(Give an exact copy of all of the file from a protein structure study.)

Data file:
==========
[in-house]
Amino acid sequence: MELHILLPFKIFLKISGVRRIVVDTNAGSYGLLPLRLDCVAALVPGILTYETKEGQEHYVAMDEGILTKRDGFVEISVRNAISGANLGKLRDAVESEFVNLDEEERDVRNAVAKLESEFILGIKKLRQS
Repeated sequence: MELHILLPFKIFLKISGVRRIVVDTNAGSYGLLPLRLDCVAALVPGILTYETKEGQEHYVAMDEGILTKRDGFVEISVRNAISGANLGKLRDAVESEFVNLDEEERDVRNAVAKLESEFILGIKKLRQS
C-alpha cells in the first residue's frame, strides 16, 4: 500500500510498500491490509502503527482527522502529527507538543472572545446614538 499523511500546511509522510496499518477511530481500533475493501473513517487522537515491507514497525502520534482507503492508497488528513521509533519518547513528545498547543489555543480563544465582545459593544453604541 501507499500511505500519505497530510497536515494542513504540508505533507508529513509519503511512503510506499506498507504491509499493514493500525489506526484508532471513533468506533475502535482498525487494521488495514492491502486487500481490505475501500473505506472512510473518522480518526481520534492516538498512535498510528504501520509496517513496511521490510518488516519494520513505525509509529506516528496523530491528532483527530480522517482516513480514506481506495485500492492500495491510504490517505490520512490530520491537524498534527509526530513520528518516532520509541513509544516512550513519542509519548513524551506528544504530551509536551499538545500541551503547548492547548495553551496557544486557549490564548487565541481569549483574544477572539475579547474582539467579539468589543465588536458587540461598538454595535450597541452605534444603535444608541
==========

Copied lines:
[in-house]
Amino acid sequence: MELHILLPFKIFLKISGVRRIVVDTNAGSYGLLPLRLDCVAALVPGILTYETKEGQEHYVAMDEGILTKRDGFVEISVRNAISGANLGKLRDAVESEFVNLDEEERDVRNAVAKLESEFILGIKKLRQS
Repeated sequence: MELHILLPFKIFLKISGVRRIVVDTNAGSYGLLPLRLDCVAALVPGILTYETKEGQEHYVAMDEGILTKRDGFVEISVRNAISGANLGKLRDAVESEFVNLDEEERDVRNAVAKLESEFILGIKKLRQS
C-alpha cells in the first residue's frame, strides 16, 4: 500500500510498500491490509502503527482527522502529527507538543472572545446614538 499523511500546511509522510496499518477511530481500533475493501473513517487522537515491507514497525502520534482507503492508497488528513521509533519518547513528545498547543489555543480563544465582545459593544453604541 501507499500511505500519505497530510497536515494542513504540508505533507508529513509519503511512503510506499506498507504491509499493514493500525489506526484508532471513533468506533475502535482498525487494521488495514492491502486487500481490505475501500473505506472512510473518522480518526481520534492516538498512535498510528504501520509496517513496511521490510518488516519494520513505525509509529506516528496523530491528532483527530480522517482516513480514506481506495485500492492500495491510504490517505490520512490530520491537524498534527509526530513520528518516532520509541513509544516512550513519542509519548513524551506528544504530551509536551499538545500541551503547548492547548495553551496557544486557549490564548487565541481569549483574544477572539475579547474582539467579539468589543465588536458587540461598538454595535450597541452605534444603535444608541